At present, oil extraction in the United States sits at record levels of roughly 13.2 million barrels per day. No wonder oil is so expensive.
Wait, what’s that you say? U.S. extraction at record levels is causing oil prices to rise? Aren’t oil prices a function of supply versus demand? Wouldn’t oil be cheap with extraction at record levels? No, no, and no.
Responding to the first no, U.S.-based oil extraction doesn’t cause oil prices to rise as much as extraction in the U.S. is only possible insofar as the price of oil is abnormally high. The cost to extract a barrel in Texas’s Permian Basin is around $42, while in North Dakota it’s roughly $50-60. By the admission of fracking legend Harold Hamm, when oil dips below $60/barrel, the economics of U.S. extraction aren’t terribly appealing.
Which is how any reader can always calculate a rough estimate of the price of crude based on activity in the U.S. If it’s high, or at record levels, that’s usually a sign that the price of a barrel well exceeds $60. At present oil sits at around $77/barrel. Contrast this with the 1980s.
While the 80s began with oil at around $35/barrel, it subsequently fell to levels as low as $7. Fast forward to the 1990s, as late as 1998 the price of a barrel of crude was $10. Based on these prices, readers can hopefully by now guess the state of energy extraction in the United States: it was near non-existent. When oil is cheap, the economics of stateside extraction vanish almost in total.
The Wall Street Journal’s Gregory Zuckerman reported precisely the above in his book The Frackers. A largely reverential (with good reason) account of the men who very much advanced a novel way of extracting oil, Zuckerman was clear that in the Reagan 80s and Clinton 90s, there was very little oil exploration in the U.S. and there was pretty much no fracking. The simple truth is that fracking only makes economic sense when the price of a barrel is abnormally high. Put another way, oil extraction born of fracking doesn’t render oil cheap as much as oil must be expensive for fracking to make economic sense.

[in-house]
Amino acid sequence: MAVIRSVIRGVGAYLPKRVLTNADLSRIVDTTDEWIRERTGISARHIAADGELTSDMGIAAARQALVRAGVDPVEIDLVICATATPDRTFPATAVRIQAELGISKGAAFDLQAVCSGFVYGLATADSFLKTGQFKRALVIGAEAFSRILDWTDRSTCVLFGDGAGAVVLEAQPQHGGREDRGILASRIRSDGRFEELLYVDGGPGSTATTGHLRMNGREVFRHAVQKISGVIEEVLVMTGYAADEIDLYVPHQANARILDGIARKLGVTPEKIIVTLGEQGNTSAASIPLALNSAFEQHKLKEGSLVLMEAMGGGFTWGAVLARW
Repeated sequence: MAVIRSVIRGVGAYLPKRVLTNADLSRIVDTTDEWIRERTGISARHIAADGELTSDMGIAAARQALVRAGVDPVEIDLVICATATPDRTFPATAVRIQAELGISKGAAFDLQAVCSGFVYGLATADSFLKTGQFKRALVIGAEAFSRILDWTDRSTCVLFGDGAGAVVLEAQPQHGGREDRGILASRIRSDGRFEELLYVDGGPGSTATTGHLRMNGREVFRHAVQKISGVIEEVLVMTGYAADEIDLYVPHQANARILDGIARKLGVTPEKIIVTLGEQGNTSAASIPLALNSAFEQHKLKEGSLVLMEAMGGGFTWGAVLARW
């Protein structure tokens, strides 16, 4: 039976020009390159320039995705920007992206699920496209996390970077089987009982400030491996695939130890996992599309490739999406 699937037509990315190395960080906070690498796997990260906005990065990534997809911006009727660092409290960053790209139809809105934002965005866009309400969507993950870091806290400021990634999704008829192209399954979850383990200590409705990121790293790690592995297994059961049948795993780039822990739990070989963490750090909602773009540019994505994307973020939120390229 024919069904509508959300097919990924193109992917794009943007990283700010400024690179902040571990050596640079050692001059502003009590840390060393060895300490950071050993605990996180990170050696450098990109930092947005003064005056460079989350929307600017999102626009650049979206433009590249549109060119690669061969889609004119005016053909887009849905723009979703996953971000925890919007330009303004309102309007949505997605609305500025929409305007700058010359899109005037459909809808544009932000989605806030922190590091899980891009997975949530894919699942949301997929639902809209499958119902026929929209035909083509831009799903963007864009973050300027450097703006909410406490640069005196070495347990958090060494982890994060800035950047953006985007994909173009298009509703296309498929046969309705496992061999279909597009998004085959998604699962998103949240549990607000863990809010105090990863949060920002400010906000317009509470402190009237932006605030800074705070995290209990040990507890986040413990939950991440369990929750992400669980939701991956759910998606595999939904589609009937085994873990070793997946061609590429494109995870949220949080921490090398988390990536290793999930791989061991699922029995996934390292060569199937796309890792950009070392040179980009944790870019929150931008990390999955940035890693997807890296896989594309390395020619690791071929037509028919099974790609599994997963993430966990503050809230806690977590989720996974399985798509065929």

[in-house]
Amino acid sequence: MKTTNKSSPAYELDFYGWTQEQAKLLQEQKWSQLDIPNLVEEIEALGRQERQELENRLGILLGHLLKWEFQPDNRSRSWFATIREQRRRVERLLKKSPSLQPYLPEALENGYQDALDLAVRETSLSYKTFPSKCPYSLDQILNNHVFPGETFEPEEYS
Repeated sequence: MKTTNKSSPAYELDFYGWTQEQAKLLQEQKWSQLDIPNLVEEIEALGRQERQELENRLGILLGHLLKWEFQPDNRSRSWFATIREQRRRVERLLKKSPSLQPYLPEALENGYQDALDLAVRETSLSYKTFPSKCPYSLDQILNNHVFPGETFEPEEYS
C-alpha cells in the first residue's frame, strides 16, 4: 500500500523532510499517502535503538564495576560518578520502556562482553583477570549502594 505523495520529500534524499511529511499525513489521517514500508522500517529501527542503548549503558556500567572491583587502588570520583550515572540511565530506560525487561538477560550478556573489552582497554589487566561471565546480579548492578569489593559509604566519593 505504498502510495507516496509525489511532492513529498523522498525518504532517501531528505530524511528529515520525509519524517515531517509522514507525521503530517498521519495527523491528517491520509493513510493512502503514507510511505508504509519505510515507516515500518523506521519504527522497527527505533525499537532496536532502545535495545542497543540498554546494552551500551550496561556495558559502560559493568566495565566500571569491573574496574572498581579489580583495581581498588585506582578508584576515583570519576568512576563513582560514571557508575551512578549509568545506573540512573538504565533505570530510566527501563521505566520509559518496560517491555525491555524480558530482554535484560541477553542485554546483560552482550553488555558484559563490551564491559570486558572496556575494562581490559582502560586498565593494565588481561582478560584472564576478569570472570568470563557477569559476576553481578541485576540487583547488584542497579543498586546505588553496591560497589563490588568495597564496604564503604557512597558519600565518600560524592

Which brings us to the supply/demand aspect of oil. There’s a simplistic view that all prices are a consequence of supply and demand. This view gives life to the notion that the U.S. must be “Saudi America” in order for energy to be cheap. Drill Baby, Drill, and all that! No. Not at all. And this is not written as a potshot lobbed at oil. Oil is the most important commodity in the world, by far, and without it life as we know it would be defined by grinding poverty for the vast majority of the world in concert with primitive living standards for all of the world.
At the same time, easily the biggest factor when it comes to the price of oil is the value of the dollar in which oil is priced. When it’s weak as it was in the 1970s and in the 2000s, oil is nominally expensive. On the other hand, when the dollar is strong as it was in the 1980s and 1990s, oil is nominally cheap. And when oil is nominally cheap, stateside production becomes a non-starter.
Are we worse off economically when oil is cheap? Plainly not. No reasonable person would say the U.S. economy was sucking wind under Reagan and Clinton, not to mention that no reasonable person would turn their nose up to the sub $1/gallon gasoline prices that were the norm under Reagan and Clinton.
Coming back to the present, oil extraction is yet again logically at record levels given the high price of oil. Which means that in order for U.S. producers to extract a lot of oil, every American must suffer a weaker dollar alongside much more expensive gasoline. It’s a lousy tradeoff. Not only is the notion of “energy independence” an economic bankrupt concept, applied to oil it means that a major majority must be worse off so that a minority can do work that wouldn’t exist under a sound monetary regime.
Republished from RealClear Markets